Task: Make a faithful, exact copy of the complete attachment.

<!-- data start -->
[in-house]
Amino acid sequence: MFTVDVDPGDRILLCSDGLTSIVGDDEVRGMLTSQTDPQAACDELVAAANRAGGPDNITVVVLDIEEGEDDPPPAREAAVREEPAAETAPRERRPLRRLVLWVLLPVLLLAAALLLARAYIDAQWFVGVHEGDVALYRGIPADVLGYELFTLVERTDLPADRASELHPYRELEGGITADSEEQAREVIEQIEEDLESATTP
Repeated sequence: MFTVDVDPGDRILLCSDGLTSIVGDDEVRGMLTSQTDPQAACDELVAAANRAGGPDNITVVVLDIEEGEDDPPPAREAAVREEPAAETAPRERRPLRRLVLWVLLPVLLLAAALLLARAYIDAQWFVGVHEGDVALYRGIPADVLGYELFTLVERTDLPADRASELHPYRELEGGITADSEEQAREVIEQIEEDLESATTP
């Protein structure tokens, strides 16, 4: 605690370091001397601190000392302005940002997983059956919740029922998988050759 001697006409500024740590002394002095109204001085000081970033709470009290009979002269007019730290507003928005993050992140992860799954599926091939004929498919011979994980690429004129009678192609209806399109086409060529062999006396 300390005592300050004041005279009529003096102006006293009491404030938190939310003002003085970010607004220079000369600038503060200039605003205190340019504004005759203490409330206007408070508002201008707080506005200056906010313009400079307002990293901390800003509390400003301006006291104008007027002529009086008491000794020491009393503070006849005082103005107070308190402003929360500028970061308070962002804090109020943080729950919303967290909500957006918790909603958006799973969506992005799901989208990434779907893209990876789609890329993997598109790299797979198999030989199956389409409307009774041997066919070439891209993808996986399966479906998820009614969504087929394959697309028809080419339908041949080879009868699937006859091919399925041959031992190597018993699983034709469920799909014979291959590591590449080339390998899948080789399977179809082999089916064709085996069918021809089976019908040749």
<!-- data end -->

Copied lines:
[in-house]
Amino acid sequence: MFTVDVDPGDRILLCSDGLTSIVGDDEVRGMLTSQTDPQAACDELVAAANRAGGPDNITVVVLDIEEGEDDPPPAREAAVREEPAAETAPRERRPLRRLVLWVLLPVLLLAAALLLARAYIDAQWFVGVHEGDVALYRGIPADVLGYELFTLVERTDLPADRASELHPYRELEGGITADSEEQAREVIEQIEEDLESATTP
Repeated sequence: MFTVDVDPGDRILLCSDGLTSIVGDDEVRGMLTSQTDPQAACDELVAAANRAGGPDNITVVVLDIEEGEDDPPPAREAAVREEPAAETAPRERRPLRRLVLWVLLPVLLLAAALLLARAYIDAQWFVGVHEGDVALYRGIPADVLGYELFTLVERTDLPADRASELHPYRELEGGITADSEEQAREVIEQIEEDLESATTP
């Protein structure tokens, strides 16, 4: 605690370091001397601190000392302005940002997983059956919740029922998988050759 001697006409500024740590002394002095109204001085000081970033709470009290009979002269007019730290507003928005993050992140992860799954599926091939004929498919011979994980690429004129009678192609209806399109086409060529062999006396 300390005592300050004041005279009529003096102006006293009491404030938190939310003002003085970010607004220079000369600038503060200039605003205190340019504004005759203490409330206007408070508002201008707080506005200056906010313009400079307002990293901390800003509390400003301006006291104008007027002529009086008491000794020491009393503070006849005082103005107070308190402003929360500028970061308070962002804090109020943080729950919303967290909500957006918790909603958006799973969506992005799901989208990434779907893209990876789609890329993997598109790299797979198999030989199956389409409307009774041997066919070439891209993808996986399966479906998820009614969504087929394959697309028809080419339908041949080879009868699937006859091919399925041959031992190597018993699983034709469920799909014979291959590591590449080339390998899948080789399977179809082999089916064709085996069918021809089976019908040749």